Statistics for Data Science

This post is just a stub at the moment. I intend to return and develop it in the coming months. 

For now, let me feature a good quote and then provide a recommended source.

The quote is from Vincent Granville, who wrote this in 2014:

Data science barely uses statistical science and techniques.

He goes on to clarify:

The truth is actually more nuanced …

And in the ensuing post he lists a series of new statistical concepts that are frequently useful in data science, followed by a series of old statistical concepts that are also often useful.

But then he follows up with this sentence: 

From a typical 600-pages textbook on statistics, about 20 pages are relevant to data science, and these 20 pages can be compressed in 0.25 page.

Granville’s post is worth a read, as he goes into some reasons why old-school statistics proper is increasingly less useful in the world most of us live and work in, while machine learning techniques are becoming much more useful.

And I will add: Granville’s post, while framed somewhat controversially, fairly well summarizes the realities of data science work. There are several statistical concepts that are indeed useful when doing this work. But we have powerful software tools ready at hand to do much of that work — often using new techniques that yield better predictive results than older statistical approaches do.

Yes, we still often need to understand the meaning and implications of a range of statistical insights in relation to our data. But we can get lots of great work done with an intuitional understanding of those concepts. Thus, we can start with statistical fundamentals, use them as needed, and then expand our knowledge when the situation calls for it.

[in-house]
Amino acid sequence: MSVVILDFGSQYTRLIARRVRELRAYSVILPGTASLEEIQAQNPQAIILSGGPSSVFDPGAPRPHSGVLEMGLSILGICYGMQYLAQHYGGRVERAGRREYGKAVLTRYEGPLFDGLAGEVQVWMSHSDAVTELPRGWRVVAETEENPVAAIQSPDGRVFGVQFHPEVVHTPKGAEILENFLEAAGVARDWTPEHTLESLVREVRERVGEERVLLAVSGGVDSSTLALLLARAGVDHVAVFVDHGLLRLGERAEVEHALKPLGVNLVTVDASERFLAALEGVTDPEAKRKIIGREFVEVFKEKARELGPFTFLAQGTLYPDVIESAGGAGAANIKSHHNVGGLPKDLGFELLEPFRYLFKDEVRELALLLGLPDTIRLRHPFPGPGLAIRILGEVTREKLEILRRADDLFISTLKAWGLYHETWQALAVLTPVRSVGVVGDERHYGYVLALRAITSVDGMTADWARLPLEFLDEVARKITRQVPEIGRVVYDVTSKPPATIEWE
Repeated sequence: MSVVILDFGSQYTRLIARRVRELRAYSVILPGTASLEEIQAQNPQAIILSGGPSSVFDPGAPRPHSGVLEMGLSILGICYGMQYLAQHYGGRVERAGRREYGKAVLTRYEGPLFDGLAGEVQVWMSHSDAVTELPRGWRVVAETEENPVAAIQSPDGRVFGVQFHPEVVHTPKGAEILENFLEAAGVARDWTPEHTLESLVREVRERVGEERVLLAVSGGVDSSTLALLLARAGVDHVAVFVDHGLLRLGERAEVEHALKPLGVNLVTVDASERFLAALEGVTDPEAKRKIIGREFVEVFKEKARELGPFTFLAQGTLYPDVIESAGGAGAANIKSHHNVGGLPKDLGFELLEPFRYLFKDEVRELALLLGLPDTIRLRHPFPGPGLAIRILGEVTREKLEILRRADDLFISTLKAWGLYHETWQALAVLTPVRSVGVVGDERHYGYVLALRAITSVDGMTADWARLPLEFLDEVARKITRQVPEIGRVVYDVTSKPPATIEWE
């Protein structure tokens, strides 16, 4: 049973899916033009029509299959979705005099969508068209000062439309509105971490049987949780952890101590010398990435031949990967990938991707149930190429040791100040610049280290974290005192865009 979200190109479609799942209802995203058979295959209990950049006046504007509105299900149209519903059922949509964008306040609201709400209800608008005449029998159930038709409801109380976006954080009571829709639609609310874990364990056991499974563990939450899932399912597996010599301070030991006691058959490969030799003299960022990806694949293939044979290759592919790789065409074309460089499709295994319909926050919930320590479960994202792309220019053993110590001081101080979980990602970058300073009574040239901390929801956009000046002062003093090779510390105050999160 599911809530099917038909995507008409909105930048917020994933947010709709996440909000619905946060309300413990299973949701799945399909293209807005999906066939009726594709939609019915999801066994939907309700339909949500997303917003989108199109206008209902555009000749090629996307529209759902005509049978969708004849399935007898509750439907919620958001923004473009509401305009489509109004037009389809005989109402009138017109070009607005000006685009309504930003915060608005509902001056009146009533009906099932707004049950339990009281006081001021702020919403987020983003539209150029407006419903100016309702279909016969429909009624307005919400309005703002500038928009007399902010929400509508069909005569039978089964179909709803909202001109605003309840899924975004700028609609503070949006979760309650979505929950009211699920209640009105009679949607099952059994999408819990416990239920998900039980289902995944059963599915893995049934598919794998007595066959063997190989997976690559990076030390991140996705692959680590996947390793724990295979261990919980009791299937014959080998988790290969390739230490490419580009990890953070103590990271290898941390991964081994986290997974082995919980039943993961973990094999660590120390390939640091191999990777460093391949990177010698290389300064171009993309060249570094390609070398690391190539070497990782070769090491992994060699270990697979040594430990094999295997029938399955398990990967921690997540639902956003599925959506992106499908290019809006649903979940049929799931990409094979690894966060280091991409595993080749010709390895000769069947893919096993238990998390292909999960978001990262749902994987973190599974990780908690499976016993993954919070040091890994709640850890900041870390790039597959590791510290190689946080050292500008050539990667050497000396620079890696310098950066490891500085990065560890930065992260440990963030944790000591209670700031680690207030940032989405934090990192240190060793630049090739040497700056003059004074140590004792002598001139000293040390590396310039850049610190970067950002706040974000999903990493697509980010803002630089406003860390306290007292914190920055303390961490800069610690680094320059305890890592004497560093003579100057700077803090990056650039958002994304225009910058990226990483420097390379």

One last sentence from Granville summarizes this data-sciencey attitude toward stats:

I believe that you can explain the concept of random variable and distribution (at least what you need to understand to practice data science) in about 4 lines, rather than 150 pages. The idea is to explain it in plain English with a few examples.

Thus, Granville suggests that when time allows he may write a “statistics cheat sheet for data scientists,” and do it in a single page. (Turns out he wrote a Machine Learning Cheat Sheet that covers many data sciencey things, but not statistics.)

Meanwhile, in 2017, O’Reilly published a nice handbook of 318 well-organized, succinct and readable pages to fill the gap: Practical Statistics for Data Scientists, by Peter Bruce and Andrew Bruce. I recommend it:

Practical Statistics for Data Science cover

In my view, a work like this does a great job of bridging the gap for those who are coming to data science from a variety of fields.

So there you are. Obviously there are many opportunities for disagreement on these points. But the fact remains, data science uses statistics differently than many other sciences. And there are a huge range of things that we need to know and be good at that lie outside of statistics proper.

That’s it for now.

If time and occasion allow, I’ll circle back and beef this up later. 

On the Differences between Statistics and Machine Learning

Most everyone realizes that statistics and data science share a lot in common. Sometimes it is helpful to understand the differences. While it’s true that data science can’t be done without statistics, it is also true that data science involves a great deal more — statistics plays a significant part in data science’s much larger undertaking.

I intend to update and expand on this post over time. But for now allow me to point to a helpful post that develops this point — and begins to clarify the nature of data science’s “larger undertaking.”

The Difference Between Statistics and Machine Learning